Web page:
Saturday, January 3, 2009

Aimless Reading: The B's, Part 7

Baudelaire, Charles
The Flowers of Evil


This particular book contains translations by many, many writers, some of them famous poets like Robert Lowell and Stanley Kunitz -- a nice idea that here fails the material terribly. Baudelaire is so specific that he needs that same kind of specificity in translation. At least reading the translations of a single translator you can come to learn what kinds of decisions that translator makes in relation to the original. Having to wade through so many poems that are the products of so many individual sets of decisions makes it impossible to enjoy them in English, much less to understand them.

(Note: I find Gary Sullivan's translations of Ernst Herback very useful in this regard, as he appends a brief note to the end of each one detailing some of the decisions he had to make in translating the poems from the German. This recognition that the translation is a product of these kinds of decisions to me is closer to what translation is or should be than just presenting it is a finished product or facsimile of the original. Visit them at: http://herbeck.blogspot.com/)

Glancing through this volume again yesterday made me depressed my French isn't better -- no matter how good the English translation, Baudelaire's poetry doesn't get through very often. Here's an example of how mixed a single poem can be:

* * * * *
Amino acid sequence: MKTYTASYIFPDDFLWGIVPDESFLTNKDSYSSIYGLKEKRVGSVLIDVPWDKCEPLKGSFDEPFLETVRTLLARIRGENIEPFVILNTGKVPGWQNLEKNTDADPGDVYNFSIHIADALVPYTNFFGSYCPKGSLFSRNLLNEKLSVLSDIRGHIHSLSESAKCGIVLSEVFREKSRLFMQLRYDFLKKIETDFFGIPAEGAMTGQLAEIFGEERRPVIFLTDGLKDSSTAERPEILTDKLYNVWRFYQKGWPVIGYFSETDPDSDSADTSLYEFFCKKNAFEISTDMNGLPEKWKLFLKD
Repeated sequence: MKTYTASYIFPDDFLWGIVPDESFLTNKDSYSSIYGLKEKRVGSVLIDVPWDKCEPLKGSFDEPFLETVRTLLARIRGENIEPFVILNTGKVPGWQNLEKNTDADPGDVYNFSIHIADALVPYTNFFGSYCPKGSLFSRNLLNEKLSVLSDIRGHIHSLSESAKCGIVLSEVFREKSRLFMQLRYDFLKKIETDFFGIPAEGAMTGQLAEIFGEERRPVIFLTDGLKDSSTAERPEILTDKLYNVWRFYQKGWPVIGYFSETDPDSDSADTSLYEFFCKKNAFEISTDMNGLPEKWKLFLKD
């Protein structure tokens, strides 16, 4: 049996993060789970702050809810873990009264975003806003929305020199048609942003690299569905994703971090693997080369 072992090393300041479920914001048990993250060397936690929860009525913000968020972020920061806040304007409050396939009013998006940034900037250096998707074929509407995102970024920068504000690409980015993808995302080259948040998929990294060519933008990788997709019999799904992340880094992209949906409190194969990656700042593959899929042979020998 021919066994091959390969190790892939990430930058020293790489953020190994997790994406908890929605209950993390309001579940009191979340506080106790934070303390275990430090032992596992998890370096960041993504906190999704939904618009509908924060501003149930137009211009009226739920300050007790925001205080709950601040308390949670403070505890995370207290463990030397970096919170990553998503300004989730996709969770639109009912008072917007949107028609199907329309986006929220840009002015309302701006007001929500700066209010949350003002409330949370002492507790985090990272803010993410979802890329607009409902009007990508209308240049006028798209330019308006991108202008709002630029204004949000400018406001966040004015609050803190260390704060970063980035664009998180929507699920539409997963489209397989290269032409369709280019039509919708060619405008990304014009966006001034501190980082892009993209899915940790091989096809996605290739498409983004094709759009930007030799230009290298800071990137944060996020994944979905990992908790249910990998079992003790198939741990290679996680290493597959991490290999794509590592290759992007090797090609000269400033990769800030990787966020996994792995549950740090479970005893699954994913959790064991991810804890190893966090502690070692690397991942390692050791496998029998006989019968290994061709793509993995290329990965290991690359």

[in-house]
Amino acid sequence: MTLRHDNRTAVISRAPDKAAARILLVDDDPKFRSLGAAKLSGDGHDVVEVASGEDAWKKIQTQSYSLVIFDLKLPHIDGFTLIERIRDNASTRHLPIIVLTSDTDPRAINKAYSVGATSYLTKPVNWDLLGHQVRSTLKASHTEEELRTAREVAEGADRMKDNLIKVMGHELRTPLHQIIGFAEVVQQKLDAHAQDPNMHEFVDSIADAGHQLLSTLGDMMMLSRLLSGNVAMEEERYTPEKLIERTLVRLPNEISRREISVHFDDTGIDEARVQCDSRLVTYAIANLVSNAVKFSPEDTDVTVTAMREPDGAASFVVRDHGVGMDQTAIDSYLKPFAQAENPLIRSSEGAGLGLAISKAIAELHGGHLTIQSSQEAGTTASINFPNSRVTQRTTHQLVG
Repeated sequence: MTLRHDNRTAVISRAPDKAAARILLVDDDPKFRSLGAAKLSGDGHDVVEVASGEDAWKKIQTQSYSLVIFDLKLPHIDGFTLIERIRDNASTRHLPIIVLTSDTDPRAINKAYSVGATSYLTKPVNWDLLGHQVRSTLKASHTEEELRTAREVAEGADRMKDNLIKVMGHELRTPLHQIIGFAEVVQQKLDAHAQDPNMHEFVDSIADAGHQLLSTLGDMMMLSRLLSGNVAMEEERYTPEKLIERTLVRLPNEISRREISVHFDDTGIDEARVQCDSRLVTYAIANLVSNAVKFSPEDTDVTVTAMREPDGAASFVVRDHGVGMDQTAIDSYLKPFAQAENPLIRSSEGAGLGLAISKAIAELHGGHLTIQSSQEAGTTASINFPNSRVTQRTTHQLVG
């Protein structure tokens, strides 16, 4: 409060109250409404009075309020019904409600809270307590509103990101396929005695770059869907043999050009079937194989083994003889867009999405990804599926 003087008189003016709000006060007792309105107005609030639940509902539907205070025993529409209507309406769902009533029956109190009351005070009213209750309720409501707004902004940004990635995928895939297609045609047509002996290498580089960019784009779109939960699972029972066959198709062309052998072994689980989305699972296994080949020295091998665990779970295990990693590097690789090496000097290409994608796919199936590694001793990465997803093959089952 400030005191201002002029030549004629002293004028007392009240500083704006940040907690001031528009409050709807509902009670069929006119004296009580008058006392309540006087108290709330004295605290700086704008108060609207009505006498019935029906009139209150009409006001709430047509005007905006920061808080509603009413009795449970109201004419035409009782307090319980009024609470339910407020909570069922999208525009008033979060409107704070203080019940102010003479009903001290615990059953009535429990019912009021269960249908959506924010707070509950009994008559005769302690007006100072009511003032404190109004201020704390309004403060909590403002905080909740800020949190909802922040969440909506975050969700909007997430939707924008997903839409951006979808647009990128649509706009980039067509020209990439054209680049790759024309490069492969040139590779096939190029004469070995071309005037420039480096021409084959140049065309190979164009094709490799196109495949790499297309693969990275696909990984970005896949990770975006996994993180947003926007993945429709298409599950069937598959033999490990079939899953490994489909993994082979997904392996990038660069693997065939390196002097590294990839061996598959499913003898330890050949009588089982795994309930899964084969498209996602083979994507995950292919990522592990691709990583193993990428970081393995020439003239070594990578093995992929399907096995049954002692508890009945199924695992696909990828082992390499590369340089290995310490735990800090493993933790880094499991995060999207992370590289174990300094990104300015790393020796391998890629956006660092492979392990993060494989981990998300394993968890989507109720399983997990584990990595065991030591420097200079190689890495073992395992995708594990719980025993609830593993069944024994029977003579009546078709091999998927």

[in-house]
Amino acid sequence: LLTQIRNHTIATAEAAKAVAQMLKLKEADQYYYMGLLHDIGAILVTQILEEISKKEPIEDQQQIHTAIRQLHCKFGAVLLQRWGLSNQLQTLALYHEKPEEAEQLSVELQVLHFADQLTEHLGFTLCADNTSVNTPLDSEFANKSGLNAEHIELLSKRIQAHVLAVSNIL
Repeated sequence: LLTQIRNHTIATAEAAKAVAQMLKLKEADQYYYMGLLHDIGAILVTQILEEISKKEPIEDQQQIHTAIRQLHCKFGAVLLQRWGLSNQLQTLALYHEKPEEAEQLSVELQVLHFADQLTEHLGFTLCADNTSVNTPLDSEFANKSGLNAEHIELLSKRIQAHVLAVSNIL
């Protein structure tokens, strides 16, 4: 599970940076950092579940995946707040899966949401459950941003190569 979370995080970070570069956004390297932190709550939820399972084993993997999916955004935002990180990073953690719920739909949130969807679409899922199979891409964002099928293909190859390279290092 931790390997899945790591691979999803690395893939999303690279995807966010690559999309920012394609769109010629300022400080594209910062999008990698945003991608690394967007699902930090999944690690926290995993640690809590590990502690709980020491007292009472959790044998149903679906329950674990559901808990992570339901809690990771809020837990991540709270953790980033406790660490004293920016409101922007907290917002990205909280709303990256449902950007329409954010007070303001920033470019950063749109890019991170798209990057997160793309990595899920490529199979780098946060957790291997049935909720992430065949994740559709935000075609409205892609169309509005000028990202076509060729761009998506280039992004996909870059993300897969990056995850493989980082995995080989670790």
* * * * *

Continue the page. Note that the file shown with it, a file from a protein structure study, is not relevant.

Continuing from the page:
Le Guignon

Pour soulever un poids si lourd,
Sisyphe, il faudrait ton courage!
Bien qu'on ait du coeur à l'ouvrage,
L'Art est long et le Temps est court.

Loin des sépultures célèbres,
Vers un cimetière isolé,
Mon coeur, comme un tambour voilé,
Va battant des marches funèbres.

— Maint joyau dort enseveli
Dans les ténèbres et l'oubli,
Bien loin des pioches et des sondes;

Mainte fleur épanche à regret
Son parfum doux comme un secret
Dans les solitudes profondes.

Ill Luck

So huge a burden to support
Your courage, Sisyphus, would ask;
Well though my heart attacks its task,
Yet Art is long and Time is short.

Far from the famed memorial arch
Towards a lonely grave I come.
My heart in its funereal march
Goes beating like a muffled drum.

— Yet many a gem lies hidden still
Of whom no pick-axe, spade, or drill
The lonely secrecy invades;

And many a flower, to heal regret,
Pours forth its fragrant secret yet
Amidst the solitary shades.


(Trans. Roy Campbell)

I think he does a nice job of translating the second stanza.

Far from the famed memorial arch
Towards a lonely grave I come.
My heart in its funereal march
Goes beating like a muffled drum.


This does a nice job of carrying over both the sound and the sense of the original:

Loin des sépultures célèbres,
Vers un cimetière isolé,
Mon coeur, comme un tambour voilé,
Va battant des marches funèbres.


Both accurately render the solitary sound of the beating drum.

But

-- try sounding out the last two stanzas of the French, then read them in English. Campbell here is trying to get some of the sound-sense of the poem over into to English by rhyming "invades" with "shades," but compare that to the original in which Baudelaire rhymes "sondes" and "profondes." The "ondes" sound echoes long after you sound it out, while "ades" seems to wither away and die. 

That said, my hat is off to good translators. It's a fedora, or maybe a beret. Nah, just a baseball cap. I tip it to them.

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